March 13, 2010

Excuses for racism in video games

A blogger discusses the lack of Asian characters in video games. In doing so, he addresses some of the common arguments offered by racism deniers.

Final Fantasy XIII:  New game, same colors?

By Bao Phi
  • It’s fantasy, it’s not real. Exactly–fantasy is only limited by our imagination. If we are free to create entire worlds and characters, why do we only create ones that look white?

  • Gamers don’t want to think about politics. I hear all the time that gamers bemoan the stereotypes placed on them–that we’re all a bunch of straight male losers living in our parent’s basement, living off of junk food and deathly scared of having a conversation with a woman. I hear that gamers and game developers want to be taken seriously, and that games should be respected as a form of legitimate entertainment. Well, one thing that adults do is consider seriously these issues of race, gender, and sexuality. If gamers and game developers have indeed grown up as we keep demanding we have, then we can’t dismiss or deride any discussions on race, gender, and homophobia the way that they have been.

  • You’re making something out of nothing. This is actually a part of racism: white people think that they’re the ones that get to tell us whether something is racist or not. People think they can dismiss racism, sexism, and homophobia by blaming people of color, women, and GLBTTs for being ‘overly sensitive.’ That’s like me coming over to your crib after you haven’t eaten for a week, listening to you say “damn, I’m hungry,” and insisting, “no, you’re not hungry,” then preventing you from eating.

  • Race is not important in video games. If this was true, then there would be a lot more diversity in terms of stories and characters. Because if it doesn’t matter, then why not have more games where there’s an Asian protagonist? Why wouldn’t games made by predominantly Asian men, feature at least one or two Asian men as characters? Look at the gaming climate today–maybe we should ask ourselves, why do game developers only seem to think that white characters make compelling characters? Why are the vast majority of games being made ask us to relate to a white narrative and character? And even if race or gender or sexual orientation doesn’t matter to you, can it matter to someone else?
  • Comment:  The excuses of the apologists for the status quo apply to other minorities and genres too. For instance, to American Indians in movies, TV shows, books, and comic books.

    You can see how these arguments apply to a genre such as old Western movies. If they were just harmless fun, with no covert message, why were the good guys always white and the bad guys always Indians? (Until the 1950s and 1960s, at least.) Why didn't a few filmmakers randomly choose to make Indians the good guys and whites the bad guys?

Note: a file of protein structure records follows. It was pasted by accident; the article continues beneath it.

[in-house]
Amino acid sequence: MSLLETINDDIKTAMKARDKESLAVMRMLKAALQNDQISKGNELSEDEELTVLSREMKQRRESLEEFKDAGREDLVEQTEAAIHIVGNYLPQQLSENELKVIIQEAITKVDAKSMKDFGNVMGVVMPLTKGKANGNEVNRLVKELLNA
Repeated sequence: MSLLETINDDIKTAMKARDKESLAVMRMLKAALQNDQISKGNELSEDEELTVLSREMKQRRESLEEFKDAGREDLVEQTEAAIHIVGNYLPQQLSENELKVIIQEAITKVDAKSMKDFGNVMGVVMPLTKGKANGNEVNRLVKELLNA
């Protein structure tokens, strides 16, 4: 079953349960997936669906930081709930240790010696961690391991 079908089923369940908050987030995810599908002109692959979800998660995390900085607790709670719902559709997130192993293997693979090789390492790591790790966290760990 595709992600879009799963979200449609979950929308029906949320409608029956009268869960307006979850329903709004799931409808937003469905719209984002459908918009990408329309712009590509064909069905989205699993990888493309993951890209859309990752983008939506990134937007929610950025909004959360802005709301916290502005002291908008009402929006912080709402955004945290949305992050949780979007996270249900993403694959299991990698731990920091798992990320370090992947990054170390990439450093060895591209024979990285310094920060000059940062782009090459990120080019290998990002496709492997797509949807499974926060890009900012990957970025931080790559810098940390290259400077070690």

Answer: Because these movies weren't just harmless fun and were sending a covert message. Namely, that Americans "won" this nation fair-and-square against the savage hordes. That we were and are morally superior to everyone else, including the Nazis and "Japs" and Commies. That we're God's chosen people, just as the Pilgrims claimed when they first arrived.

    For a typical example of "harmless" storytelling, see Porky Pig in Wagon Heels. For more on the subject, see The Influence of Movies and The Best Indian Movies.

    Below:  A message somehow omitted in the heyday of Western movies.

    3 comments:

    Lorie said...

    First off, not all gamers are male. There are actual females out in the world that enjoy losing a couple of hours (sometimes more)playing in fantasy worlds full of color, sweet graphics, intricate plot lines and most likely, violence. So, cut the sexism crap and realize that there's a whole community of gamers that don't fit into any stereotypical box. I for one have enjoyed playing FFXIII, so far. Although that second boss almost kicked my ass.

    Furthermore, if you look closely at the characters in the most recent FF games, yes they look caucasion but have definite Asian features. (e.g. FF X-2 -- take a hard look at the villian -- which, if discussed, can be put in a box all it's own as far as to how minorities are portrayed and what roles they play in the main stream. Did a whole semester my senior year in college on the lack of color in the "Buffy the Vampire Slayer" series. Had lots of statistics that backed up the empirical study that proved that minorities generally fall into the specific catagories of victim, villian or background noise. That is, until the seventh season came out and blew every statistic out.)